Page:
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Yorkshire County Page

County Of Yorkshire

Yorkshire formally known as the County of York, is a historic county of Northern England and the largest in the United Kingdom. Because of its great size the areas of civil administration are North Yorkshire, South Yorkshire, West Yorkshire and East Riding of Yorkshire.

Yorkshire is the largest of the 39 historic counties of England. The region has a strong cultural identity and offers visitors a wonderful variety of thriving urban centres, important historic towns and world famous countryside. The Humber forms a southern boundary with the East Midlands and to the west, across the Pennines, lies North West England. East and North Yorkshire has coastlines on the North Sea.

Within the borders of the historic county of Yorkshire are vast stretches of unspoiled countryside. The Yorkshire Dales and North York Moors and the stunning coastline give Yorkshire its well-deserved nicknamed "God's Own County.

Forget flat caps, mines and whippets, Yorkshire is a contemporary county which hasn't neglected its roots.

The emblem of Yorkshire is the White Rose of the English royal House of York, and the most commonly used flag representative of Yorkshire is the White Rose on a blue background.

Yorkshire Day, held annually on 1 August, is a celebration of the general culture of Yorkshire, ranging from its history to its own dialect.

yorkshire map

Yorkshire Cities

York - (unofficial) county town, rich in medieval heritage, with a beautiful historic centre and breathtaking Minster. York Minster is the Church of England's second most significant site after Canterbury

Bradford - multicultural area with museums and fantastic architecture

Kingston upon Hull (Hull) - historic riverside port, the largest city in East Yorkshire

Leeds - Yorkshire's biggest city boasts thriving culture with museums, shops, restaurants, bars and clubs

Sheffield - "built on seven hills", famous for industrial heritage and progressive music

Wakefield - famous for mystery plays and the Rhubarb Triangle

Other Yorkshire Destinations

Upper Nidderdale, one of the Dales, looking up-dale.

Bronte Country - a literature-inspiring region of moorland and atmospheric villages, close to Bradford, Keighley and Halifax

Cliffs at Ravenscar, near Scarborough

Gripping coastline - cliffs, beaches, villages and spa towns like Scarborough, enjoy a bracing walk and fish and chips in Whitby

Harrogate - beautiful Victorian spa town near York

National Parks - the Yorkshire Moors (North Yorkshire), the Yorkshire Dales (West and North Yorkshire) and part of the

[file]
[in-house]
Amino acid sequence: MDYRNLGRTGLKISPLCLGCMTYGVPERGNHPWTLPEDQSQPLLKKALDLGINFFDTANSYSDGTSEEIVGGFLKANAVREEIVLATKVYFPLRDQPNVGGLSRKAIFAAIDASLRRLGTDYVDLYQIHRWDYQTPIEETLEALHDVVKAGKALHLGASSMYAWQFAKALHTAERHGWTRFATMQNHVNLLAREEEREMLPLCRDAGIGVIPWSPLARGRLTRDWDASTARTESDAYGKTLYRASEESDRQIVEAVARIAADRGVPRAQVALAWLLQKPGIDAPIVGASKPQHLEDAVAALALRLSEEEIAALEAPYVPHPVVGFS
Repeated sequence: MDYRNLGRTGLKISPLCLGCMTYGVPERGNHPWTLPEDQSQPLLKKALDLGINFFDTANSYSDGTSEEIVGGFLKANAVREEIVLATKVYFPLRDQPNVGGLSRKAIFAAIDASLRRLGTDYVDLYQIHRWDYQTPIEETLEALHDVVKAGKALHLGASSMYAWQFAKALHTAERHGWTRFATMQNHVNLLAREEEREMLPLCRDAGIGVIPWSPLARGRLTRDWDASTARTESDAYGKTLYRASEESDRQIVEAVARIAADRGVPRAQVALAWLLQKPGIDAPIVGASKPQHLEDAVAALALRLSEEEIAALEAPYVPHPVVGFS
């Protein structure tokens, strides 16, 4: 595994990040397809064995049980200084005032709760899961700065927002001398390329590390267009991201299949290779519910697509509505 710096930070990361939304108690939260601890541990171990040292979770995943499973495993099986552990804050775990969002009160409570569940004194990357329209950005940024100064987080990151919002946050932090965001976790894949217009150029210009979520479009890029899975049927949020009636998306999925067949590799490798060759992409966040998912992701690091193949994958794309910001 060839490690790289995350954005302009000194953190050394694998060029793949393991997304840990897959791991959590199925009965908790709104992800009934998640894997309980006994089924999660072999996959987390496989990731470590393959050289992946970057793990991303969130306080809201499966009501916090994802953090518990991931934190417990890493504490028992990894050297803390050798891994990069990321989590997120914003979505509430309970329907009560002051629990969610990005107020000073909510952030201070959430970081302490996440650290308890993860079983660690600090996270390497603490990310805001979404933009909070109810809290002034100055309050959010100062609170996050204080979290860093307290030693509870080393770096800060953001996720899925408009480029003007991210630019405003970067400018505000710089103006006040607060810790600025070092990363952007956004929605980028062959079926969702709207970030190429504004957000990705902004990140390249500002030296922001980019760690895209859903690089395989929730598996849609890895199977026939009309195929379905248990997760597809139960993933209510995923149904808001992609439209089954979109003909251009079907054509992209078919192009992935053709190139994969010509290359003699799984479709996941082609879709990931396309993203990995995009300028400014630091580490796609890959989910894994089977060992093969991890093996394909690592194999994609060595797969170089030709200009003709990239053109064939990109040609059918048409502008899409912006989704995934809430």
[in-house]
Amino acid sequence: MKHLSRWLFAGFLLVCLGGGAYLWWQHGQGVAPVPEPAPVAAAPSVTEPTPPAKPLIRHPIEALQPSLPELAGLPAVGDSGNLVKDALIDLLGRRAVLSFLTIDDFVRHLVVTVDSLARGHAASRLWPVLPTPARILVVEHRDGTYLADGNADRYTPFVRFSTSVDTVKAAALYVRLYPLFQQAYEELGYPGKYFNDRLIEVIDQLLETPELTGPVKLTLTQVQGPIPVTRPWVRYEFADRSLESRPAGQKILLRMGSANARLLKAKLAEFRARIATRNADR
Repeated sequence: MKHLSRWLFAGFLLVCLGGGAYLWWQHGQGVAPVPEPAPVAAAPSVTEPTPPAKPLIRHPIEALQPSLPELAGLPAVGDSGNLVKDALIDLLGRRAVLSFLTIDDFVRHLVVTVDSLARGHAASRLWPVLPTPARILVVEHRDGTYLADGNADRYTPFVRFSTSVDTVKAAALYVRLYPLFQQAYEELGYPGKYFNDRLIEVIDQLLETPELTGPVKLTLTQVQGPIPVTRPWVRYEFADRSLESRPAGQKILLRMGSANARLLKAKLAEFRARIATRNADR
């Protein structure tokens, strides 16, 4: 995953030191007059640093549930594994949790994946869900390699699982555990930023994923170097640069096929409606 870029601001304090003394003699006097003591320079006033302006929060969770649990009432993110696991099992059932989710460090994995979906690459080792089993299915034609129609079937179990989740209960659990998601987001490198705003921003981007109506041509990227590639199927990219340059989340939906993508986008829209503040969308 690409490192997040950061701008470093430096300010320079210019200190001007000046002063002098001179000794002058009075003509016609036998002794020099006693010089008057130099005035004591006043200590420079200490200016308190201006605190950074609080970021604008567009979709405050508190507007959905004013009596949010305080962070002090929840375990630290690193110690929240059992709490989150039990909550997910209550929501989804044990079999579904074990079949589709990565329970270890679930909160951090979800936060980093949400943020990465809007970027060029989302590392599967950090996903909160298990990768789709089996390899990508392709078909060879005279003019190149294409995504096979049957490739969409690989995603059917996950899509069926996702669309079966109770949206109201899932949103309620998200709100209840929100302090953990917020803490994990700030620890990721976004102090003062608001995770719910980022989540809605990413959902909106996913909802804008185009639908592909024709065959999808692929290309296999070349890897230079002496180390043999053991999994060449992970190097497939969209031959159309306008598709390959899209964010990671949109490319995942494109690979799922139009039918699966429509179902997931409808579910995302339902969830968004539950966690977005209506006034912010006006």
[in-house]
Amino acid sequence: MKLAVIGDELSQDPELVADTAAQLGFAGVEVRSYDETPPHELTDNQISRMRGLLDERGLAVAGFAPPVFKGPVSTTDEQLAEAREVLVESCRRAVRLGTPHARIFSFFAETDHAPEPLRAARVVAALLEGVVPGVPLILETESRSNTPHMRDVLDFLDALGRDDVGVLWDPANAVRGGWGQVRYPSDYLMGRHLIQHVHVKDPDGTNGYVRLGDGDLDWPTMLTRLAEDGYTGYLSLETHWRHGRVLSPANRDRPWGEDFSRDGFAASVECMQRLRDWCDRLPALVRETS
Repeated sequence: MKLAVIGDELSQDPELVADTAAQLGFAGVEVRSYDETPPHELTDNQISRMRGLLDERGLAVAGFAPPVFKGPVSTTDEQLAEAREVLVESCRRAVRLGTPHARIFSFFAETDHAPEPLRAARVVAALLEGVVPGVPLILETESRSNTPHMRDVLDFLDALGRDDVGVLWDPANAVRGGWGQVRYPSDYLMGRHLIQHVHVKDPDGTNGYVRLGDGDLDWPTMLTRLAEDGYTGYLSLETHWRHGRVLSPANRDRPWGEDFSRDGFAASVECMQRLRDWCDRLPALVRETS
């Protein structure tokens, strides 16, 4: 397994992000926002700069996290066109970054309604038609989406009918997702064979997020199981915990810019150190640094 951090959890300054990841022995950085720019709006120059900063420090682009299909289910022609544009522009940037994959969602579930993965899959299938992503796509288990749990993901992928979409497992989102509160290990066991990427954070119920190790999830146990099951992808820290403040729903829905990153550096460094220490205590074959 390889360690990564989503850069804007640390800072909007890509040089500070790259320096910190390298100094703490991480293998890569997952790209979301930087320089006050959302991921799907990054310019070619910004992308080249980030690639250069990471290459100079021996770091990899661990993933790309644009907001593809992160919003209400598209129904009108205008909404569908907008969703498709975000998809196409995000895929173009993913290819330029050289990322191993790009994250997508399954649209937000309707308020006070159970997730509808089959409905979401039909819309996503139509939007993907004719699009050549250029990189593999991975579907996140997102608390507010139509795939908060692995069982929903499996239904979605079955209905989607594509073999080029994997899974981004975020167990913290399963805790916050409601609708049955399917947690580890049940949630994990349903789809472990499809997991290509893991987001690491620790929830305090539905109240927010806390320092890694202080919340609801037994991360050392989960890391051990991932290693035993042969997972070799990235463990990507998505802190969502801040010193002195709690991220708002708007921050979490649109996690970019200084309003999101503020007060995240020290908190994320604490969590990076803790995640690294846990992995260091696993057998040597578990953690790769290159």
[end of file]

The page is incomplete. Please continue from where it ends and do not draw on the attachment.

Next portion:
Peak District (South Yorkshire), Britain's first National Park established 1951.

Yorkshire History

Roman Emperor Constantine I was proclaimed Emperor in Eboracum (today's York) in AD 306. Later, the area was popular with Danish Vikings who left their mark on the area: Eboracum became Jórvík.

The Norman Conquest put York on the religious map when William the Conqueror looked at England and thought that a cathedral in York would be a nice counterpoint to one in Canterbury.

The overthrow of King Richard II in 1399 led to antagonisms between the Royal houses of York and Lancaster which came to a head in the Wars of the Roses, a 20 year series of conflicts. The Yorkists lost the war at the battle of Bosworth Field in 1485 but had the consolation of hosting and winning the bloodiest battle ever on English soil, the Battle of Towton (near Selby, North Yorkshire), in which 28,000 died.

In the 19th century, Harrogate and Scarborough flourished as spa towns believed to have healing mineral waters. Both remain desirable get-aways. At this time, the industrial revolution was driven by coal, textile and steel (particularly in Sheffield). This greatly changed the way of life for many people who moved to crowded cities that lacked the infrastructure to support them. Cholera outbreaks were a big risk.

The 20th century saw the decline of the industrial centres, many of which spent several decades in the wilderness. Urban regeneration projects and a shifting of corporate focus away from London has led to these towns now hosting professional services in addition to a modern commercial sector.

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